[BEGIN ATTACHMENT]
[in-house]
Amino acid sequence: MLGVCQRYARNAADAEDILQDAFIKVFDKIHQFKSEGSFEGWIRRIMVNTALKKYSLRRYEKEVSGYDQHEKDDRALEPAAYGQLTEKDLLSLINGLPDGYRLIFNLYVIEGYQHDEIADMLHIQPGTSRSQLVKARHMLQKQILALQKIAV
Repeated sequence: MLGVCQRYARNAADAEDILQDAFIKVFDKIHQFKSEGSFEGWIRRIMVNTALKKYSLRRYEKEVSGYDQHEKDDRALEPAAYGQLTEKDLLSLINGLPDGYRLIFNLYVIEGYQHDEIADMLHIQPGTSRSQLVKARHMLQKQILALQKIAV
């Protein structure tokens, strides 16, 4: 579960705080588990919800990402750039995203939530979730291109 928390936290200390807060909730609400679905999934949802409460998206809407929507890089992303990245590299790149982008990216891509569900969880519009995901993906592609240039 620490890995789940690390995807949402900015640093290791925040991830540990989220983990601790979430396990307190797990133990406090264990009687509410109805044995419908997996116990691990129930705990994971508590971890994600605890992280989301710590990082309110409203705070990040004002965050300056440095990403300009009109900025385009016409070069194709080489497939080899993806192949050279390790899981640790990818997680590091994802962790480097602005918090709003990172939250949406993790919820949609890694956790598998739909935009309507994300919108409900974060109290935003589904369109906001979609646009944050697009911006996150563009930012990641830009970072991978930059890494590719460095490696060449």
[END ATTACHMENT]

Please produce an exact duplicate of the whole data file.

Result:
[in-house]
Amino acid sequence: MLGVCQRYARNAADAEDILQDAFIKVFDKIHQFKSEGSFEGWIRRIMVNTALKKYSLRRYEKEVSGYDQHEKDDRALEPAAYGQLTEKDLLSLINGLPDGYRLIFNLYVIEGYQHDEIADMLHIQPGTSRSQLVKARHMLQKQILALQKIAV
Repeated sequence: MLGVCQRYARNAADAEDILQDAFIKVFDKIHQFKSEGSFEGWIRRIMVNTALKKYSLRRYEKEVSGYDQHEKDDRALEPAAYGQLTEKDLLSLINGLPDGYRLIFNLYVIEGYQHDEIADMLHIQPGTSRSQLVKARHMLQKQILALQKIAV
């Protein structure tokens, strides 16, 4: 579960705080588990919800990402750039995203939530979730291109 928390936290200390807060909730609400679905999934949802409460998206809407929507890089992303990245590299790149982008990216891509569900969880519009995901993906592609240039 620490890995789940690390995807949402900015640093290791925040991830540990989220983990601790979430396990307190797990133990406090264990009687509410109805044995419908997996116990691990129930705990994971508590971890994600605890992280989301710590990082309110409203705070990040004002965050300056440095990403300009009109900025385009016409070069194709080489497939080899993806192949050279390790899981640790990818997680590091994802962790480097602005918090709003990172939250949406993790919820949609890694956790598998739909935009309507994300919108409900974060109290935003589904369109906001979609646009944050697009911006996150563009930012990641830009970072991978930059890494590719460095490696060449």